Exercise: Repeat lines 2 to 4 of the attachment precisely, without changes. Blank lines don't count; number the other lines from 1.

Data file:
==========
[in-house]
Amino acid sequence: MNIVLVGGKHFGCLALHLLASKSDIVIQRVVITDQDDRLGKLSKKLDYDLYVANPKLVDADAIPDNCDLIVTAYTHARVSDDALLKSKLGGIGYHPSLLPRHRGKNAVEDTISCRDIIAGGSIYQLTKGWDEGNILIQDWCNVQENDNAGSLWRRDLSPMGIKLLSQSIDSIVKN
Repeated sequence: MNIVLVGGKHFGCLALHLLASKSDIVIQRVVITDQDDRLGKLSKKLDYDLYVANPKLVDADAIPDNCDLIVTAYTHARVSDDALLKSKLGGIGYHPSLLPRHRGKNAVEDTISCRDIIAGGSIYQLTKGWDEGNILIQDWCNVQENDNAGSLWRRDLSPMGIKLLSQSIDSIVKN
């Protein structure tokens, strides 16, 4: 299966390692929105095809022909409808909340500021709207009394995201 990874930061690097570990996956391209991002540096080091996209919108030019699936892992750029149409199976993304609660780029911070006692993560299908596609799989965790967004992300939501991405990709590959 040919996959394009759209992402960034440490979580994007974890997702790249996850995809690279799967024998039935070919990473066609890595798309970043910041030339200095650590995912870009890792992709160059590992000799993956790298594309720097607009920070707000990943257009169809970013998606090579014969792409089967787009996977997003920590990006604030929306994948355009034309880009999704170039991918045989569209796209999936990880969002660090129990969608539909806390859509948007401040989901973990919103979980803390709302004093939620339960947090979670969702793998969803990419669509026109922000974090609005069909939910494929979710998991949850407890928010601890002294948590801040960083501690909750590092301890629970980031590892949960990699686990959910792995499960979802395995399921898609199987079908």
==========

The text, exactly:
Amino acid sequence: MNIVLVGGKHFGCLALHLLASKSDIVIQRVVITDQDDRLGKLSKKLDYDLYVANPKLVDADAIPDNCDLIVTAYTHARVSDDALLKSKLGGIGYHPSLLPRHRGKNAVEDTISCRDIIAGGSIYQLTKGWDEGNILIQDWCNVQENDNAGSLWRRDLSPMGIKLLSQSIDSIVKN
Repeated sequence: MNIVLVGGKHFGCLALHLLASKSDIVIQRVVITDQDDRLGKLSKKLDYDLYVANPKLVDADAIPDNCDLIVTAYTHARVSDDALLKSKLGGIGYHPSLLPRHRGKNAVEDTISCRDIIAGGSIYQLTKGWDEGNILIQDWCNVQENDNAGSLWRRDLSPMGIKLLSQSIDSIVKN
């Protein structure tokens, strides 16, 4: 299966390692929105095809022909409808909340500021709207009394995201 990874930061690097570990996956391209991002540096080091996209919108030019699936892992750029149409199976993304609660780029911070006692993560299908596609799989965790967004992300939501991405990709590959 040919996959394009759209992402960034440490979580994007974890997702790249996850995809690279799967024998039935070919990473066609890595798309970043910041030339200095650590995912870009890792992709160059590992000799993956790298594309720097607009920070707000990943257009169809970013998606090579014969792409089967787009996977997003920590990006604030929306994948355009034309880009999704170039991918045989569209796209999936990880969002660090129990969608539909806390859509948007401040989901973990919103979980803390709302004093939620339960947090979670969702793998969803990419669509026109922000974090609005069909939910494929979710998991949850407890928010601890002294948590801040960083501690909750590092301890629970980031590892949960990699686990959910792995499960979802395995399921898609199987079908």